Roald Dahl Was Cursed

Read this fascinating piece on Roald Dahl, author of Charlie and the Chocolate Factory and James and the Giant Peach amongst many others. I had no clue how rough his life had been.

Dahl had an idyllic childhood until the age of 3, when his older sister suddenly died and was followed, weeks later, by her heartbroken father. This was the beginning of a toxic tsunami of bad luck that would toss Dahl around for the rest of his life. When he was a boy, his nose was cut off in a car accident. (A doctor sewed it back on.) Then he was shipped off to boarding school in England, where he suffered all the traditional miseries. In World War II, he became one of the RAF’s most promising pilots—only to crash his plane, on his first official day of flying, in the Libyan Desert. As he lay there fighting for consciousness—his skull fractured, his spine wrenched out of place, his eyes swollen shut by burns, his poor reattached nose driven back into his face—his airplane’s machine guns, stoked by the heat, started shooting at him. (Dahl later mythologized this, telling people he’d been shot down.)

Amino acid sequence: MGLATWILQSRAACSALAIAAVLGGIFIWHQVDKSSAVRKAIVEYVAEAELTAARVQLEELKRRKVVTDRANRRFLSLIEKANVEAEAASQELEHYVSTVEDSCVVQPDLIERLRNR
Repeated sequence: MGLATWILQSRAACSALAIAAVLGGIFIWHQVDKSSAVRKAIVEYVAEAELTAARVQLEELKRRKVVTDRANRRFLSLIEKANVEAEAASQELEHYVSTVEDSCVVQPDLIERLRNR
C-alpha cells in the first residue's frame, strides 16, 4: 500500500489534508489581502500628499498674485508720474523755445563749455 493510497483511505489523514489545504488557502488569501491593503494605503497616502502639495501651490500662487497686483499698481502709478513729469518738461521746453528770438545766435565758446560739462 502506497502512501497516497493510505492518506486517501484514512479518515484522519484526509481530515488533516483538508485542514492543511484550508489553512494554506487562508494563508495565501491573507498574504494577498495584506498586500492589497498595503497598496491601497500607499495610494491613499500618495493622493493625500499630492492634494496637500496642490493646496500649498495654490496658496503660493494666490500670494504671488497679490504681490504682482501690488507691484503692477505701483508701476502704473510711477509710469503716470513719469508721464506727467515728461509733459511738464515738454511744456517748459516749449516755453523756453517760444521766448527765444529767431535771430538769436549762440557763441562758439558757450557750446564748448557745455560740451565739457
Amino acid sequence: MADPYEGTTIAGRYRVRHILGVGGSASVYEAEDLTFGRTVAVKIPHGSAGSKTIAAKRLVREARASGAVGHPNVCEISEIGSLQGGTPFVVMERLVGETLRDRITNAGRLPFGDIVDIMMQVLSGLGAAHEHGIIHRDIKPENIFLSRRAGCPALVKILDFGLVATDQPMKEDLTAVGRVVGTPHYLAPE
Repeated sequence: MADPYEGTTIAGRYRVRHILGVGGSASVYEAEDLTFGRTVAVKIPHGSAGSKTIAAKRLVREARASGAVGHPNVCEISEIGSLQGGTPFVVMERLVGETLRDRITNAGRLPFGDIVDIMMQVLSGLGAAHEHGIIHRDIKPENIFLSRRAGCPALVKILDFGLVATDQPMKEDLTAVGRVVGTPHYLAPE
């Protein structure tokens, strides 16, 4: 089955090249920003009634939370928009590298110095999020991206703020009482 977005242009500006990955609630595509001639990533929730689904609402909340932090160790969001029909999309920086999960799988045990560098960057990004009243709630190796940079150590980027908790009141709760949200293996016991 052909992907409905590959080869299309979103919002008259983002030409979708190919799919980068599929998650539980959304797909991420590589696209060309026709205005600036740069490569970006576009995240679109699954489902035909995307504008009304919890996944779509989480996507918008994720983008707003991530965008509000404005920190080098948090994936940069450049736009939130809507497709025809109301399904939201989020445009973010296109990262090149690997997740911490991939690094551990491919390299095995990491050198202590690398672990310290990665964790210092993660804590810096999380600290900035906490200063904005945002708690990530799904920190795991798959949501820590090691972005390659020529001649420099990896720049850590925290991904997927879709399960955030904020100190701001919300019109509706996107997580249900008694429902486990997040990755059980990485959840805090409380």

And there's more. No wonder his stories weren't idyllic.

Weekly Secret


How sad. And how many other gay people feel the same way? I would tell this person that they should come out. First, they don't know how it will affect their family. It might not be that bad. Second, if they do not take it well, it is their problem. No one should have to pretend to be something they are not to spare the feelings of someone else.